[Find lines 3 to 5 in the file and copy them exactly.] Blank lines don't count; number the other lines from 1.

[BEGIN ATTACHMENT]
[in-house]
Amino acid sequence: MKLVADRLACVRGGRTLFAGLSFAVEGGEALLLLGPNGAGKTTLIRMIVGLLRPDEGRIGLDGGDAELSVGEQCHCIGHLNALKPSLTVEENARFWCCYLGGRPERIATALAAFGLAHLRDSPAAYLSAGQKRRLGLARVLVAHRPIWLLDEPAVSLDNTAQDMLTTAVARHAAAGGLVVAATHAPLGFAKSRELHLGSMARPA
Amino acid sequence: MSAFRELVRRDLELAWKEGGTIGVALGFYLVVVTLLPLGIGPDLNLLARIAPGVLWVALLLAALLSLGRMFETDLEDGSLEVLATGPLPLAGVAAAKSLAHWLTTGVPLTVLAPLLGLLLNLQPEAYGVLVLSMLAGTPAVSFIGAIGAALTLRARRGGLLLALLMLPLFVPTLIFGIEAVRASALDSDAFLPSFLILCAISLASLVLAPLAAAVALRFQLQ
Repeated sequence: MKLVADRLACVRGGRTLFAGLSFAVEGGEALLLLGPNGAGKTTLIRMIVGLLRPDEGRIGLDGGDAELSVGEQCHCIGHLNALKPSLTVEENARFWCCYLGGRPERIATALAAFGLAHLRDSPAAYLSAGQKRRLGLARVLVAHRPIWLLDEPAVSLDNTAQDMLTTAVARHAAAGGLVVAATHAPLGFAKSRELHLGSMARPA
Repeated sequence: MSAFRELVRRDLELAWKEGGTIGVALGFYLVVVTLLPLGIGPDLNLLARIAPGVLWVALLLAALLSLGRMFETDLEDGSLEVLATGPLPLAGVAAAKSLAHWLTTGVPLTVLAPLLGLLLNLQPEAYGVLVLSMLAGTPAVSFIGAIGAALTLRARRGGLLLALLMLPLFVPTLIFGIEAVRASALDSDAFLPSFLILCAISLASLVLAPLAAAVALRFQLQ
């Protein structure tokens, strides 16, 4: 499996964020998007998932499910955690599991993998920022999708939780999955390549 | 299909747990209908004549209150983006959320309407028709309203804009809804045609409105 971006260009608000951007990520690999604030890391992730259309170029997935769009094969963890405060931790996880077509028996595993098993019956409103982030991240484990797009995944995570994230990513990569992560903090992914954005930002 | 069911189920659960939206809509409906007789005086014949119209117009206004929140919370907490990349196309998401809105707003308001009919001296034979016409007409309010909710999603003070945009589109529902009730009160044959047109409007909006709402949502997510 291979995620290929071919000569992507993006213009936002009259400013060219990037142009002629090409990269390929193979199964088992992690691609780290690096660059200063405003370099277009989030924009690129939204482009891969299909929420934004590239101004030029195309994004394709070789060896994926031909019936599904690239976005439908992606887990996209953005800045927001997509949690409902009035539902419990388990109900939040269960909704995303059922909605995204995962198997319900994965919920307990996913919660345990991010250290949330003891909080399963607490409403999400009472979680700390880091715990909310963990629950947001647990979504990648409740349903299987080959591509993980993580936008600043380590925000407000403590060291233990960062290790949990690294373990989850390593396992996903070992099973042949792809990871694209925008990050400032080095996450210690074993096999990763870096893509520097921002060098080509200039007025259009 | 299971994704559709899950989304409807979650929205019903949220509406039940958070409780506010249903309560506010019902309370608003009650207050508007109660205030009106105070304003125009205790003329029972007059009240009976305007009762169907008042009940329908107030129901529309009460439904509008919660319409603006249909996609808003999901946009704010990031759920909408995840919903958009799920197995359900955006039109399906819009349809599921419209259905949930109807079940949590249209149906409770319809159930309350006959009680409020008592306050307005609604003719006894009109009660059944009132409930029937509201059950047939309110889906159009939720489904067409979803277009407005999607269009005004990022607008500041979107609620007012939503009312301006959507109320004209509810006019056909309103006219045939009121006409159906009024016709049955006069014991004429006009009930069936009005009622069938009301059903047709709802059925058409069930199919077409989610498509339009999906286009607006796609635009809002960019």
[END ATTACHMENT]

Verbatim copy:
Amino acid sequence: MSAFRELVRRDLELAWKEGGTIGVALGFYLVVVTLLPLGIGPDLNLLARIAPGVLWVALLLAALLSLGRMFETDLEDGSLEVLATGPLPLAGVAAAKSLAHWLTTGVPLTVLAPLLGLLLNLQPEAYGVLVLSMLAGTPAVSFIGAIGAALTLRARRGGLLLALLMLPLFVPTLIFGIEAVRASALDSDAFLPSFLILCAISLASLVLAPLAAAVALRFQLQ
Repeated sequence: MKLVADRLACVRGGRTLFAGLSFAVEGGEALLLLGPNGAGKTTLIRMIVGLLRPDEGRIGLDGGDAELSVGEQCHCIGHLNALKPSLTVEENARFWCCYLGGRPERIATALAAFGLAHLRDSPAAYLSAGQKRRLGLARVLVAHRPIWLLDEPAVSLDNTAQDMLTTAVARHAAAGGLVVAATHAPLGFAKSRELHLGSMARPA
Repeated sequence: MSAFRELVRRDLELAWKEGGTIGVALGFYLVVVTLLPLGIGPDLNLLARIAPGVLWVALLLAALLSLGRMFETDLEDGSLEVLATGPLPLAGVAAAKSLAHWLTTGVPLTVLAPLLGLLLNLQPEAYGVLVLSMLAGTPAVSFIGAIGAALTLRARRGGLLLALLMLPLFVPTLIFGIEAVRASALDSDAFLPSFLILCAISLASLVLAPLAAAVALRFQLQ